After taking a look over the last two days at what happens before and after force is used against a prisoner, today I will examine what happens afterwards and how the theory matches up with reality.
Once a prisoner has been restrained and moved back to their own cell, to a cell in segregation, or to a special cell (which is usually a cell without any furniture), it may be necessary to apply mechanical restraints (i.e. a body belt with metal cuffs). This may only be used to prevent a prisoner harming themselves or someone else or damaging property when it is absolutely necessary. They cannot be used on anyone under the age of 17, cannot be used as a punishment and must be removed as soon as the original justification for their use has ceased or if they are suffering signs of medical distress. Whilst a prisoner is in mechanical restraints they must be given drinks of water at regular intervals.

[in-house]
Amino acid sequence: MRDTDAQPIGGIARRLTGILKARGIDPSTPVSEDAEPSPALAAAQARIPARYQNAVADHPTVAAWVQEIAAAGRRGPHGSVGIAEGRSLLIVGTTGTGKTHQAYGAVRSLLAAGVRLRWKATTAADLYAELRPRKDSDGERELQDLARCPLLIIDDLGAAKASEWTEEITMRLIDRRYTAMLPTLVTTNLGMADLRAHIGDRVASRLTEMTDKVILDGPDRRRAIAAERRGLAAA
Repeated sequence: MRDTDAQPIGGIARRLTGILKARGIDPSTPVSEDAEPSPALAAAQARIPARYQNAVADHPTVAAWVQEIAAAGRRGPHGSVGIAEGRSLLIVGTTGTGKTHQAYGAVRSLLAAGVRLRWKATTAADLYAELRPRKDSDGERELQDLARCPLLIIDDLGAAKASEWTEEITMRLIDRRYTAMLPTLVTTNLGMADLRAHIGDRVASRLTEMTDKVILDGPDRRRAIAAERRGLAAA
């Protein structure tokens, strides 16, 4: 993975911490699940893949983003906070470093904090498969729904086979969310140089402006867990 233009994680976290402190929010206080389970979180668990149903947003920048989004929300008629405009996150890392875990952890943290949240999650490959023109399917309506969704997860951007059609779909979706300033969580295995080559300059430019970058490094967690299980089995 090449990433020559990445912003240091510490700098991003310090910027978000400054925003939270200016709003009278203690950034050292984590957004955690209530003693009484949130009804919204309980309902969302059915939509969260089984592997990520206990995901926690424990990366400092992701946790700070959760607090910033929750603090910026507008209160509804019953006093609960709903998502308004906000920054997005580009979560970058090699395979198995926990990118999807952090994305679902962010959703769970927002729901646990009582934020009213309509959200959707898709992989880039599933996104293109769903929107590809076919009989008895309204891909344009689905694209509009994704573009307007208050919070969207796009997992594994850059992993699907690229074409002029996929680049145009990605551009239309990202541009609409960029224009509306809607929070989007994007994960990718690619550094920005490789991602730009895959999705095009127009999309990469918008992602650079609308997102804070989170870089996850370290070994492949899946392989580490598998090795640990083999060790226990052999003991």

Prisoners may also be deprived of their clothes if it is essential to prevent harm or health hazards but they must be given protective clothing in replacement and must have their clothes returned to them at the earliest opportunity. All use of special cells, mechanical restraints, and deprivation of clothing must be authorised by the governor. In such situations the prisoner must he seen by a doctor as soon as possible. If it is necessary to maintain the prisoner in a special cell or in mechanical restraint for over 24 hours the independent monitoring board must give written authority. Any use of these measures must be recorded and monitored.